Engaged! is happy to present the work of a new contributor, photographer Rowan St. John. We present three photos here with the artist’s permission. Please click through to the website to see the complete photoessay. What really spoke to me were the shots of street scenes in the region of Dharamsala. There are scenes of the everyday in the lives of Tibetan settlers that westerners often don’t pay much attention to. The photo essay presents the full range of their lived experience, from their sacred rites in the Yungdrung Bon Tradition to the bustling life in the streets of the city.
My name is Rowan St. John and I recently traveled to India with a Bon Tibetan Monk to visit a Monastery in Dharmsala. I had the opportunity to take some amazing photos as I was given permission to be in the Temple and on the grounds as a Photographer. I’ve been attempting to share my work for the our beauty of it, and ultimately for the recognition of the ancient Yungdrung Bon Tradition.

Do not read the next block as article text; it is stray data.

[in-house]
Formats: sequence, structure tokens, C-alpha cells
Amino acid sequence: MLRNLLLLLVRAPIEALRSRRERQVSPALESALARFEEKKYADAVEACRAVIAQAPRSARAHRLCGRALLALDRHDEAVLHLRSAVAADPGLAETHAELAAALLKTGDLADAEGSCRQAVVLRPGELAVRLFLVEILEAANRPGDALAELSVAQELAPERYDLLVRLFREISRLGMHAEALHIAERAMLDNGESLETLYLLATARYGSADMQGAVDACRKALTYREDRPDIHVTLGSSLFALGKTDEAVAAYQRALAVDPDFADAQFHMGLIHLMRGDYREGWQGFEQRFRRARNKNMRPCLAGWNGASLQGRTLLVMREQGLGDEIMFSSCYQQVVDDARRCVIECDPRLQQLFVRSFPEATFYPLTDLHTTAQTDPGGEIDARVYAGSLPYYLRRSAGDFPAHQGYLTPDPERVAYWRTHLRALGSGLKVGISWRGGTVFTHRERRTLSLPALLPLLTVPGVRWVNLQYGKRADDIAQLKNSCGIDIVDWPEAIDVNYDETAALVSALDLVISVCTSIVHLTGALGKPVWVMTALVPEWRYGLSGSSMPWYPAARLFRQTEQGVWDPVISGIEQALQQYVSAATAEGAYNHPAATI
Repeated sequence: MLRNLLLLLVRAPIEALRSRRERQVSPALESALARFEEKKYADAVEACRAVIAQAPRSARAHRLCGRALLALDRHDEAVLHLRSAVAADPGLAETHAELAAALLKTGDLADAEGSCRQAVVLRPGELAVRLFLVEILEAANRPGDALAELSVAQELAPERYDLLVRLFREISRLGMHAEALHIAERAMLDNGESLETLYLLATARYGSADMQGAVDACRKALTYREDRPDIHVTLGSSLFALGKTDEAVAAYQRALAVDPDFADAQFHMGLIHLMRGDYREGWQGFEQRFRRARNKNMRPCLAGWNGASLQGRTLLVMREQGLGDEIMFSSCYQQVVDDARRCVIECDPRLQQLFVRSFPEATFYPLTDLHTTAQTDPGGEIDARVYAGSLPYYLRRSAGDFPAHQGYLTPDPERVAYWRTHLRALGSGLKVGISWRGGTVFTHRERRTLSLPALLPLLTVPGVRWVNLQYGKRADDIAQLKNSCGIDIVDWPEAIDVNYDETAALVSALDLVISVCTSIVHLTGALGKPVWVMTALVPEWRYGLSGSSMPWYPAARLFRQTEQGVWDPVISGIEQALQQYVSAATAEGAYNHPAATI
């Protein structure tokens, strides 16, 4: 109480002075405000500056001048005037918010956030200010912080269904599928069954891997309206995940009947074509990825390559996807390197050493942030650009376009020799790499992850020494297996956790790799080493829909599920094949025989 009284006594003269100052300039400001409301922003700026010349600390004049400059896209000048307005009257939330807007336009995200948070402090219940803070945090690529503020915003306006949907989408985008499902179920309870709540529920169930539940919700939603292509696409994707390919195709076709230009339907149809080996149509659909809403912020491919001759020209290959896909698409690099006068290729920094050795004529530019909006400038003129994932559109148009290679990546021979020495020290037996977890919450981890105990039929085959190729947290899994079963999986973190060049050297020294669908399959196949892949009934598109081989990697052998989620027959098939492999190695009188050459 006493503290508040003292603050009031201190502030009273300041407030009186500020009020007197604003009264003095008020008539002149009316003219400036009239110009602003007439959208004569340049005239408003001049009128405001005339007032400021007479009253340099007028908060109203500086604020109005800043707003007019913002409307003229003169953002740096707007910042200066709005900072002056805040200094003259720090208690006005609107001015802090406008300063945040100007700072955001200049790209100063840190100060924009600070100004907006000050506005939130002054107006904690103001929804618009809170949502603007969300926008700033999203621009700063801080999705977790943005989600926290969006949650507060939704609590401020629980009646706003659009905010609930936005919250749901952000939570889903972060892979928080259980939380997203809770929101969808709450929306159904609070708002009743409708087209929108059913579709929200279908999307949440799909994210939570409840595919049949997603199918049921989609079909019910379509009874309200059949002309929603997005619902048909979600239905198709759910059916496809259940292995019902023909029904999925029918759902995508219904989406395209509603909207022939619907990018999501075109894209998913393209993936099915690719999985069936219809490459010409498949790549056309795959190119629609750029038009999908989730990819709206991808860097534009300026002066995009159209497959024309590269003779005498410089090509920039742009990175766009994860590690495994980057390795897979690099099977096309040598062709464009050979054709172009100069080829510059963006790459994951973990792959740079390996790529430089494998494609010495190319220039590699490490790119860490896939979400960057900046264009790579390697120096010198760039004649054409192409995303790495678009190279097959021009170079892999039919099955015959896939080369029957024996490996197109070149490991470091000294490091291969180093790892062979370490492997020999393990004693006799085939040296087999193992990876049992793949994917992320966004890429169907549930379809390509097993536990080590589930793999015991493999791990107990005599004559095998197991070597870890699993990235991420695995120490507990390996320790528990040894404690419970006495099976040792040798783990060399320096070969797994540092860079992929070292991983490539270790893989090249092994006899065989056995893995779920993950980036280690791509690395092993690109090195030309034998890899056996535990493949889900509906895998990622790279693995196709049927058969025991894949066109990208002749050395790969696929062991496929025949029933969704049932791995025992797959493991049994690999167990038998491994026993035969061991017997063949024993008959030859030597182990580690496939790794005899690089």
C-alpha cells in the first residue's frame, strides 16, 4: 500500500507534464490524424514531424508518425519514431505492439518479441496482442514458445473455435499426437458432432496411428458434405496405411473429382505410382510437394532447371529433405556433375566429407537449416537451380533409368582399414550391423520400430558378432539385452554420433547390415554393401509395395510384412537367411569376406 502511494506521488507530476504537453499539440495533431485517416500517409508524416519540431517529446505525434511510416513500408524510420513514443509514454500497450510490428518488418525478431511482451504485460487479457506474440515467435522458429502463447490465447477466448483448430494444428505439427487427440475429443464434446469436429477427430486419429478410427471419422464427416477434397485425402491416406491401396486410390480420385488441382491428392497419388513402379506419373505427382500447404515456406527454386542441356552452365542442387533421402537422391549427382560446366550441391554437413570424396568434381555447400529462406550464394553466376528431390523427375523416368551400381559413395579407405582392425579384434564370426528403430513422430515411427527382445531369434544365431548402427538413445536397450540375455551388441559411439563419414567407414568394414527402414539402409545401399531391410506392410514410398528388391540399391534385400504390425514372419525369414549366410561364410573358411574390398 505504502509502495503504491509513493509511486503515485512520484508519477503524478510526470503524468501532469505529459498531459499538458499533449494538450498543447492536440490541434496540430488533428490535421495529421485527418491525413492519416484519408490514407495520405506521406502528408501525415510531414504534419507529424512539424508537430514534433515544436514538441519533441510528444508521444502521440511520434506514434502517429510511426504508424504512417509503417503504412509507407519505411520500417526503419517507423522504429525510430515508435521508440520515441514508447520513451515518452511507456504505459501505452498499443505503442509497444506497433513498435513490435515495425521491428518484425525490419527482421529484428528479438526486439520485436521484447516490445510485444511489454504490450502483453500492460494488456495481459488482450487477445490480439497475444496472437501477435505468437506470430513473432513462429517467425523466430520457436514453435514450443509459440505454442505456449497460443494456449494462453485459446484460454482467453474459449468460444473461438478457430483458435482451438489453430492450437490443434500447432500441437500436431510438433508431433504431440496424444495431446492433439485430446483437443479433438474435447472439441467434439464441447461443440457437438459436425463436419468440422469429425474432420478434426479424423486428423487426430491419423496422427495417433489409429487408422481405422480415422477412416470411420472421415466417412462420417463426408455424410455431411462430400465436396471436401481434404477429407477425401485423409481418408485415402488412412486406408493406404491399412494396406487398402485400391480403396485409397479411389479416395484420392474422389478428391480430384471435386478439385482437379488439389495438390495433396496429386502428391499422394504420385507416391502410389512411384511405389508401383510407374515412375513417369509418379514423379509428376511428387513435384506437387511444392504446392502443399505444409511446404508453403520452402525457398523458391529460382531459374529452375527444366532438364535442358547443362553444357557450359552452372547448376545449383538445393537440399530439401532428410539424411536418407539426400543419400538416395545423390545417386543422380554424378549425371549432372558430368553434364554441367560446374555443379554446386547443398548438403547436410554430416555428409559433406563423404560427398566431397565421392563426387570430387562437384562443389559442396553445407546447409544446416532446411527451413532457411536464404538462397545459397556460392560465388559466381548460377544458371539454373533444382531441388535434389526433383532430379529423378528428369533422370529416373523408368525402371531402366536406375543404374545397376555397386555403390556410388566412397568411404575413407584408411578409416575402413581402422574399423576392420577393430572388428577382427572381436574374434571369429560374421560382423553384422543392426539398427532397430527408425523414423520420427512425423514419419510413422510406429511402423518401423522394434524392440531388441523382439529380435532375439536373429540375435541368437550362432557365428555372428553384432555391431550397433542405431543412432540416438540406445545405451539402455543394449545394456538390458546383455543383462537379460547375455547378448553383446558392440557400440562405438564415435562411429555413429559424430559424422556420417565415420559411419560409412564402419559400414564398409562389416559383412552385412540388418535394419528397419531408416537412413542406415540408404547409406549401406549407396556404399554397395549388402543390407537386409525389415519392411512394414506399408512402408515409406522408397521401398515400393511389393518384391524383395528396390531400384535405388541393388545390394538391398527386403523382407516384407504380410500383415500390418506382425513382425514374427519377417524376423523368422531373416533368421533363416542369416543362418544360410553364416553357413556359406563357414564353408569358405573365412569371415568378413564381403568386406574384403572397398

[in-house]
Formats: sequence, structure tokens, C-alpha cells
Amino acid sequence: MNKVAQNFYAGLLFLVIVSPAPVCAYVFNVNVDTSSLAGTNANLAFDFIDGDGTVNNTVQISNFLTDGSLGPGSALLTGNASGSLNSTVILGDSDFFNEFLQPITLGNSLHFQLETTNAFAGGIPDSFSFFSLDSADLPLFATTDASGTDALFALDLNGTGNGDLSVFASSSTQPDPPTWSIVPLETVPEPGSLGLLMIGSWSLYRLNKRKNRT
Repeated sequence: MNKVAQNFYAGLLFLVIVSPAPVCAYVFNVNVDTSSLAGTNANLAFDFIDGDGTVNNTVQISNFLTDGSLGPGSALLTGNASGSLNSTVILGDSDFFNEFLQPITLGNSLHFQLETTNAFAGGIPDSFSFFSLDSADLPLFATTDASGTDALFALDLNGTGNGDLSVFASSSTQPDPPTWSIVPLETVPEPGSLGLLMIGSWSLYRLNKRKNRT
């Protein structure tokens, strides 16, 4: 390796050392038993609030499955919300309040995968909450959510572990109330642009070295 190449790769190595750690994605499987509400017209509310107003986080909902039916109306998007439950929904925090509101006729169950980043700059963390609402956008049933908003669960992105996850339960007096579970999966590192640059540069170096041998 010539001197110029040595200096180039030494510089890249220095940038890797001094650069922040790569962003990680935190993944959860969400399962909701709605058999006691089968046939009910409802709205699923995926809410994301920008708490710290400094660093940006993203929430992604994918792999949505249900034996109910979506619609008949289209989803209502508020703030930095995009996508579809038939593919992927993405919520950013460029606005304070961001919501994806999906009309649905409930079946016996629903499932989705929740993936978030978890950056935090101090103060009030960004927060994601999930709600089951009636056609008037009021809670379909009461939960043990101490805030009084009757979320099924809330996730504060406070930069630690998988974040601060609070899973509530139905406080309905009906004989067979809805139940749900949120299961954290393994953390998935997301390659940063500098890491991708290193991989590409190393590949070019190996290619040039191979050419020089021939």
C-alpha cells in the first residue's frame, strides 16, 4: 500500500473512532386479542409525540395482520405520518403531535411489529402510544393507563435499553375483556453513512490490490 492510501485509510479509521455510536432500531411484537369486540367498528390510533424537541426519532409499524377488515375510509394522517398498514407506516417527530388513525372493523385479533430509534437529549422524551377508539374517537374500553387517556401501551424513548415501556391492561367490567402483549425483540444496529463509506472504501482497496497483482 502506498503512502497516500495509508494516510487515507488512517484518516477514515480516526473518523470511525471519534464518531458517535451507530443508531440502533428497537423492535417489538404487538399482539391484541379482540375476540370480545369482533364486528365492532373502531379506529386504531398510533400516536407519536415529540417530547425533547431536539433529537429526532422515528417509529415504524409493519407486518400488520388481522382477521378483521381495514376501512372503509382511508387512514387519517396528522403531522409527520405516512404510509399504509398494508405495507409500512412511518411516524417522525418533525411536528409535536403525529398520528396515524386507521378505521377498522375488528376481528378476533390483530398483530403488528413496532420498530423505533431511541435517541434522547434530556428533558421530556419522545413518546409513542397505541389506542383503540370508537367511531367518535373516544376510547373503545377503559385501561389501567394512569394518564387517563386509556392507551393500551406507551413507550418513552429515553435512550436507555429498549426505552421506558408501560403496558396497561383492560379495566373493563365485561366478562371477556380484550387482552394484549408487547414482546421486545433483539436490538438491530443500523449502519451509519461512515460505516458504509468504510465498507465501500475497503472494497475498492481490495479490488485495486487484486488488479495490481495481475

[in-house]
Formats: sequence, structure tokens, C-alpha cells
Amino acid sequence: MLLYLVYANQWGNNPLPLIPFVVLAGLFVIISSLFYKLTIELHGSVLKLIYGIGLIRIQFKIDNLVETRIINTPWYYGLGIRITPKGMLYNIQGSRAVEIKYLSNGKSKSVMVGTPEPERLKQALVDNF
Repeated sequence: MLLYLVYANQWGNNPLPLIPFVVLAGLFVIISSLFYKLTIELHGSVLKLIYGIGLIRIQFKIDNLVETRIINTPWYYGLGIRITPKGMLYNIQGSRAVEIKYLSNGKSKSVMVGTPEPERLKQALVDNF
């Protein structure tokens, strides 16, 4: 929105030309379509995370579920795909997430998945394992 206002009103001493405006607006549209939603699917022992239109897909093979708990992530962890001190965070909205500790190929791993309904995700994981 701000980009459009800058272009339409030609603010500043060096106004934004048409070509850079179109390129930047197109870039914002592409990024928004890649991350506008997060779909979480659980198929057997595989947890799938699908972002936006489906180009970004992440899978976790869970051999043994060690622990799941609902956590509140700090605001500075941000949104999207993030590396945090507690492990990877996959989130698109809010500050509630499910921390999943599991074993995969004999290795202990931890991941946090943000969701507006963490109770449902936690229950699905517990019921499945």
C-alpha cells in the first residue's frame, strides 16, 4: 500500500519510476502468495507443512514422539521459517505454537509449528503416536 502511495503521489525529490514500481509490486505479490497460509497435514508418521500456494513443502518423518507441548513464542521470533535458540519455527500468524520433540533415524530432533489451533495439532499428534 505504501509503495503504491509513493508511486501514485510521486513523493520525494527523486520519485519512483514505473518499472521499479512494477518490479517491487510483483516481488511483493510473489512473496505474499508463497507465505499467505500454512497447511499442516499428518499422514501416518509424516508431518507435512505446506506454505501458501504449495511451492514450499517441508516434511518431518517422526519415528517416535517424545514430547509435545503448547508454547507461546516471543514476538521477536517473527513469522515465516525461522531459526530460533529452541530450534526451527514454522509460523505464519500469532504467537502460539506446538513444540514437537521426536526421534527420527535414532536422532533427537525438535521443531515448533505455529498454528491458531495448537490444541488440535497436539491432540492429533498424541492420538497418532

Yungdrung Bon is a very special tradition that pre-dates Buddhism in Tibet and was very indigenous until it was transformed by an enlightened Buddha and teacher named Tonpa Shenrab. He taught the ancient Bon that animal sacrifice and sorcery were unnecessary and he helped them to incorporate the Buddhist path into their own cultural tradition to create what today is known as the Yungdrung Bon…There is much to learn about the origins of Yungdrung Bon and stories from scholars vary quite a lot. Recently the Dalai Lama has accepted Yungdrung Bon as one of the Buddhist schools of Tibet and this has helped the Bon receive much more attention.